West Virginia Wrestling


by Dr. Bill Welker

... on Endurance on the Mats

Did you ever think about the length of a wrestling match? If there is no fall, the high school wrestler must compete in three two-minute periods. Of course, this doesn't seem like a long time as compared to a football or basketball game. Does it? Wrong!

Let me introduce you to some very interesting facts. First, if you are a father or uncle of a boy who wrestles, roll around with him continuously for one minute. Don't be shocked if you can't move for an hour after this short bout.

Secondly, Rex Peery, former head wrestling coach at the University of Pittsburgh and a member of the Helms National Wrestling Hall of Fame, conducted a study to determine how many minutes of "play-action" time occurred in a football game? The answer - 10 to 11 minutes. And don't forget all the special teams, the defensive and offensive units that are playing during the contest. So, it's conceiveable that regular players spend about 5 to 6 minutes of actual playing time over a 60-minute game, not to mention the halftime break.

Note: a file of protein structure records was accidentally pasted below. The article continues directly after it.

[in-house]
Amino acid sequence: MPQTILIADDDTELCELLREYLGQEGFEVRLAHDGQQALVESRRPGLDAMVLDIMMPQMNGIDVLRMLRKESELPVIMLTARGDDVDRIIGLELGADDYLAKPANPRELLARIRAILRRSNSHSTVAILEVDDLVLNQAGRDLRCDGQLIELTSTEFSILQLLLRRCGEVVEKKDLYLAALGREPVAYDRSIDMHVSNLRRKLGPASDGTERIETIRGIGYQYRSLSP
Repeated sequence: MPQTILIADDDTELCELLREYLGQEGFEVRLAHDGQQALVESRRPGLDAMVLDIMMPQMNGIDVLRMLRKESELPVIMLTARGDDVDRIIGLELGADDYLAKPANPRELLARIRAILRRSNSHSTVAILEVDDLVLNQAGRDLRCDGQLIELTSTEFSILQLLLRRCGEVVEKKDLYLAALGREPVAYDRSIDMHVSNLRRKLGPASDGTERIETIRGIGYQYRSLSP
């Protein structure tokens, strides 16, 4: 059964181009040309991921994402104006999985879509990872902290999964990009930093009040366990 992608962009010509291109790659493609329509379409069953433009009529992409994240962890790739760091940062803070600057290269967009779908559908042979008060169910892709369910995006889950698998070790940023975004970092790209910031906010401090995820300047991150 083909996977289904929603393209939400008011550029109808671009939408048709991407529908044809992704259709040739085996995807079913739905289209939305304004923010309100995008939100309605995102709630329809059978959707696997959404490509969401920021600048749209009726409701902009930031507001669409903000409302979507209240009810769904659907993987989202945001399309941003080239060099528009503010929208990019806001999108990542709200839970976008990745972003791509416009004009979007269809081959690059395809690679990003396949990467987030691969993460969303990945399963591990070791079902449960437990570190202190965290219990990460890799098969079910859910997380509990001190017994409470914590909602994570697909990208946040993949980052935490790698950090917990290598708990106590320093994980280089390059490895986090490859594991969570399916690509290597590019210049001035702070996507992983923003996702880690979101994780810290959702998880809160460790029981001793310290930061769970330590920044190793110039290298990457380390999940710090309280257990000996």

Finally, when you consider that football and basketball teams are allowed substitutions and strategic timeouts (conveniences not afforded to wrestlers), we begin to realize that wrestlers exert more effort over a short period of time than those in the abovementioned sports do over much longer time frames.

Oh, did I mention that in tournaments when there is a tie match, the grapplers must compete for another two minutes, plus a tiebreaker if necessary? Believe me, if you don't already, wrestling all-out for six to nine minutes is much more physically grueling than any football or basketball game.

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Updated May 30, 1997